---- IPTables: Upto 30,000 Invalid packets logged per week
AlexK - 4:09 pm on Jan 28, 2006 (gmt 0)
Not a full resolution, but my response to the issue:
I switched the DROP off for 48+ hours, but kept the LOG, then compared results. There was just one instance found (not exhaustive) where an IP sent Invalid packets *and* was caught by another rule:
Jan 26 03:39:49 olivia kernel: Invalid packet: IN=eth0 OUT= MAC=00:20:ed:82:c6:f5:00:30:f2:10:b0:00:08:00 SRC=126.96.36.199 DST=188.8.131.52 LEN=52 TOS=0x00 PREC=0x00 TTL=41 ID=62431 PROTO=TCP SPT=64852 DPT=80 WINDOW=65535 RES=0x00 ACK FIN URGP=0 Jan 26 03:42:05 olivia kernel: New not syn: IN=eth0 OUT= MAC=00:20:ed:82:c6:f5:00:30:f2:10:b0:00:08:00 SRC=184.108.40.206 DST=220.127.116.11 LEN=40 TOS=0x00 PREC=0x00 TTL=41 ID=4270 PROTO=TCP SPT=25275 DPT=80 WINDOW=65535 RES=0x00 ACK URGP=0 Jan 26 03:42:07 olivia kernel: New not syn: IN=eth0 OUT= MAC=00:20:ed:82:c6:f5:00:30:f2:10:b0:00:08:00 SRC=18.104.22.168 DST=22.214.171.124 LEN=40 TOS=0x00 PREC=0x00 TTL=41 ID=44529 PROTO=TCP SPT=25557 DPT=80 WINDOW=65535 RES=0x00 ACK URGP=0
(both occurred many times with this IP; above is just a sample)
Going through the same exhaustive process as msg #:6+7 also produced little difference: there were perhaps more complete pages loaded, but still the same catalogue of partial page-loads (graphics files missing), multiple requests for the style sheet, etc. etc.. The only thing that I did get for my trouble was an extremely wierd page request [webmasterworld.com].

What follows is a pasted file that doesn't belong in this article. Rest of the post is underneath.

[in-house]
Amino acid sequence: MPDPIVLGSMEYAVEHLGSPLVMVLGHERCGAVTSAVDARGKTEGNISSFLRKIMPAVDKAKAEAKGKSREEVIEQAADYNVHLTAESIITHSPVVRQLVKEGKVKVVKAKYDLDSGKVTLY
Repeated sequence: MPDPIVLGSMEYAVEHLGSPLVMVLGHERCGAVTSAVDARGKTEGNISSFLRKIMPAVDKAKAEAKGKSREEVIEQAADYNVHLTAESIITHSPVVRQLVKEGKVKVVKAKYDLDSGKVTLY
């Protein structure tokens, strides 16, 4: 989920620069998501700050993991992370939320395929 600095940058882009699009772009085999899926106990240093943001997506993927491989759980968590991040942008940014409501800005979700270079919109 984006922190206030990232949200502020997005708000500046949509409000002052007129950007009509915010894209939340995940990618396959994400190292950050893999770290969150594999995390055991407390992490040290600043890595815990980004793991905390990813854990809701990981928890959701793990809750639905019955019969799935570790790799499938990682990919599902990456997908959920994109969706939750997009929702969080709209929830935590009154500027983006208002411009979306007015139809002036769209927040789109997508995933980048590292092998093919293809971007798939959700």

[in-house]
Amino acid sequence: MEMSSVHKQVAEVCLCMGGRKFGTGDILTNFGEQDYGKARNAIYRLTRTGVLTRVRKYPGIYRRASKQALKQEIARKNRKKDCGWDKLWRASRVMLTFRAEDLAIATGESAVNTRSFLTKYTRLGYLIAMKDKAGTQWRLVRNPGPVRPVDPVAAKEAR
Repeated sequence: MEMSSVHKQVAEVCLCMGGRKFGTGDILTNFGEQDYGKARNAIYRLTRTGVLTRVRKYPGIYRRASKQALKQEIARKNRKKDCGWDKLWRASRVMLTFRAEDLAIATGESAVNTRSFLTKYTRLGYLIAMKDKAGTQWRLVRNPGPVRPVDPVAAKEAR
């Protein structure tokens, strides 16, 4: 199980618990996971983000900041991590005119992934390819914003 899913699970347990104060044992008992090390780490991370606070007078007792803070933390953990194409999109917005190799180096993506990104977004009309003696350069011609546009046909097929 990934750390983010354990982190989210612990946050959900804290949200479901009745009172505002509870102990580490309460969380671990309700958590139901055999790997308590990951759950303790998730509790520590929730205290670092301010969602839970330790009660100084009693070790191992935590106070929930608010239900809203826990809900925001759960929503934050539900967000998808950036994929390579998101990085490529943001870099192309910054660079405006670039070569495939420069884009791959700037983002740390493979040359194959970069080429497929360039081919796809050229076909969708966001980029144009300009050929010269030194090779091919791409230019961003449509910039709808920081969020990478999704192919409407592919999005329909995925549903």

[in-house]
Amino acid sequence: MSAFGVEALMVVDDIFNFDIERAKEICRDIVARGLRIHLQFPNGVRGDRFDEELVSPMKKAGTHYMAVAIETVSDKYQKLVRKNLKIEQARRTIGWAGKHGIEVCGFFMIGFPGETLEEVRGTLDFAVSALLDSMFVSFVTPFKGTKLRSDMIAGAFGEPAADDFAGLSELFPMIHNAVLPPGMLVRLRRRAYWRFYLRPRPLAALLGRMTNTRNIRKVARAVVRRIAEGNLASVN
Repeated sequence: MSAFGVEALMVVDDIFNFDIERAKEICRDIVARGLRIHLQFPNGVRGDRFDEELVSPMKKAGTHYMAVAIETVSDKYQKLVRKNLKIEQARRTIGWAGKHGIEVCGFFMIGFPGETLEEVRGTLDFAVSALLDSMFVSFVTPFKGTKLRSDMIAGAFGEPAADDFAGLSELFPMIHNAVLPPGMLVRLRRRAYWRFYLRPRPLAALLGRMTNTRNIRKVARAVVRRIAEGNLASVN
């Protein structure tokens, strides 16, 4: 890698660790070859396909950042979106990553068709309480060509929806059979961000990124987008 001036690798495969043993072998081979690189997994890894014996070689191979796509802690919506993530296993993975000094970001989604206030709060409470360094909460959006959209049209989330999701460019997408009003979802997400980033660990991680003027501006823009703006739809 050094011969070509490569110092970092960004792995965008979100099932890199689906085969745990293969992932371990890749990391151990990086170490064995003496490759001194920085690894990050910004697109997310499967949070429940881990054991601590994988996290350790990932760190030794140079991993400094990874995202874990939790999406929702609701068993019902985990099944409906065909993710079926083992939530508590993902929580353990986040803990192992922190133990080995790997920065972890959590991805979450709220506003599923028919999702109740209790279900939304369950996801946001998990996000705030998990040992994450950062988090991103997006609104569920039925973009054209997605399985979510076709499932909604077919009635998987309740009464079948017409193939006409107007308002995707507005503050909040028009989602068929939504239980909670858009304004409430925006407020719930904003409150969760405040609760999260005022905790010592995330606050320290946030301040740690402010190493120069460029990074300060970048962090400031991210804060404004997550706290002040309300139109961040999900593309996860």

In the end, it seems that switching the DROP off offers little or no benefit to site visitors, and may clog up the server. So, it has been reinstituted, and the LOG has been dropped instead.
Here is a sight of the relevant part of the iptables script:
# bad_packets chain # . # Drop INVALID packets immediately # 2006-01-28 logging for INVALID switched off -AK # log is filling with >500 IPs daily due to foll rule # $IPT -A bad_packets -p ALL -m state --state INVALID -j LOG \ # --log-prefix "Invalid packet: " . $IPT -A bad_packets -p ALL -m state --state INVALID -j DROP . # Then check the tcp packets for additional problems $IPT -A bad_packets -p tcp -j bad_tcp_packets . # All good, so return $IPT -A bad_packets -p ALL -j RETURN . # bad_tcp_packets chain # # All tcp packets will traverse this chain. # Every new connection attempt should begin with # a syn packet. . . # 2006-01-28 added -AK # Act honourably on behalf of others receiving TCP # Sequence Number Prediction attacks (these attacks # rely on the spoofed host DROPping unknown SYN/ACKs # rather than REJECTing them). # See [iptables-tutorial.frozentux.net...] $IPT -A bad_tcp_packets -p tcp --tcp-flags SYN,ACK SYN,ACK \ -m state --state NEW -j REJECT --reject-with tcp-reset . # Fix iptables feature of allowing NEW packets with SYN bit unset # See [iptables-tutorial.frozentux.net...] $IPT -A bad_tcp_packets -p tcp! --syn -m state --state NEW -j LOG \ --log-prefix "New not syn: " $IPT -A bad_tcp_packets -p tcp! --syn -m state --state NEW -j DROP
I still want to know where all these wretched INVALID packets come from.